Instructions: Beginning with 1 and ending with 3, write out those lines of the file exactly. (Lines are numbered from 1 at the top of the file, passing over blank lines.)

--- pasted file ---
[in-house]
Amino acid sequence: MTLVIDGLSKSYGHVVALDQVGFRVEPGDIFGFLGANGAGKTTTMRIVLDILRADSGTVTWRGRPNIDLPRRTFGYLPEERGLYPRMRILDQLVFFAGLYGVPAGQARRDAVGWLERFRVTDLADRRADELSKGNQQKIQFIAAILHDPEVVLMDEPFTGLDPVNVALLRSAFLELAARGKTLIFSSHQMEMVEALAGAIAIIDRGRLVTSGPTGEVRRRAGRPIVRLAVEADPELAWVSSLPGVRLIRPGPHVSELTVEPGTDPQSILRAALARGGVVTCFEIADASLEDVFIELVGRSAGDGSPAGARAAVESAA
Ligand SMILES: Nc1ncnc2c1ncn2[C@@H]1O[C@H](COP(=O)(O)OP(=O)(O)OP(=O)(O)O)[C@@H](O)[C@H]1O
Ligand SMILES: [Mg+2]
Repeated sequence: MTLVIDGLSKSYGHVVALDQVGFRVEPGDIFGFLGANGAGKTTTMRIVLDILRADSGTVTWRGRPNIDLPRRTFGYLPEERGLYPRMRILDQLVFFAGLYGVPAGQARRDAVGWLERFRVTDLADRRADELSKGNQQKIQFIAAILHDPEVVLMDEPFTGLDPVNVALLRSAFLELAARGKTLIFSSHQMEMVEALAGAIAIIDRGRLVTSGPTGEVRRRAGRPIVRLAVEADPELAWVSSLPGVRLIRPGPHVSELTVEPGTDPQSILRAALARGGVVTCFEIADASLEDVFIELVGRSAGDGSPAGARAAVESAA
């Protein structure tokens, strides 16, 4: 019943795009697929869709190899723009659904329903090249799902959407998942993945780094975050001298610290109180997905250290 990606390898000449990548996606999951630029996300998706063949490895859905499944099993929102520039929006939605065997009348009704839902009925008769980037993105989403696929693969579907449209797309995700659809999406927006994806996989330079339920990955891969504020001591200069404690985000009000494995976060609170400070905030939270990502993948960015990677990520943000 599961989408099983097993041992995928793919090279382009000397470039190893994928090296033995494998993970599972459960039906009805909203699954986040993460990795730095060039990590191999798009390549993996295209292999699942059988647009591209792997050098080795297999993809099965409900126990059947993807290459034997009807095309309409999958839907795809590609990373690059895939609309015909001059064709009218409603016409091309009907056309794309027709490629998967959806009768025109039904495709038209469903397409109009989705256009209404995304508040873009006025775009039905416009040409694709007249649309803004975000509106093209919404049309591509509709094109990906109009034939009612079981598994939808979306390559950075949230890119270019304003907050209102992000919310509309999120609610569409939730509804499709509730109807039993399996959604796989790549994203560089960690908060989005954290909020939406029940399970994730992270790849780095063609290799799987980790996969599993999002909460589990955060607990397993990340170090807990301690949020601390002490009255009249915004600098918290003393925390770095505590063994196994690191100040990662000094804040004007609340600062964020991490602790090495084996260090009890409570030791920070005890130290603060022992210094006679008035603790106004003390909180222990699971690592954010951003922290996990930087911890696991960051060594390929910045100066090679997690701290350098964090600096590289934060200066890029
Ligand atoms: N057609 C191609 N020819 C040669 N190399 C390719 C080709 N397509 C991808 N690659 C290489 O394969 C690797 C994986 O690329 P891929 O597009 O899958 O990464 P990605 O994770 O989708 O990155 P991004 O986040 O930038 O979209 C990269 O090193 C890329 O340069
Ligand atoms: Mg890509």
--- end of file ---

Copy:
[in-house]
Amino acid sequence: MTLVIDGLSKSYGHVVALDQVGFRVEPGDIFGFLGANGAGKTTTMRIVLDILRADSGTVTWRGRPNIDLPRRTFGYLPEERGLYPRMRILDQLVFFAGLYGVPAGQARRDAVGWLERFRVTDLADRRADELSKGNQQKIQFIAAILHDPEVVLMDEPFTGLDPVNVALLRSAFLELAARGKTLIFSSHQMEMVEALAGAIAIIDRGRLVTSGPTGEVRRRAGRPIVRLAVEADPELAWVSSLPGVRLIRPGPHVSELTVEPGTDPQSILRAALARGGVVTCFEIADASLEDVFIELVGRSAGDGSPAGARAAVESAA
Ligand SMILES: Nc1ncnc2c1ncn2[C@@H]1O[C@H](COP(=O)(O)OP(=O)(O)OP(=O)(O)O)[C@@H](O)[C@H]1O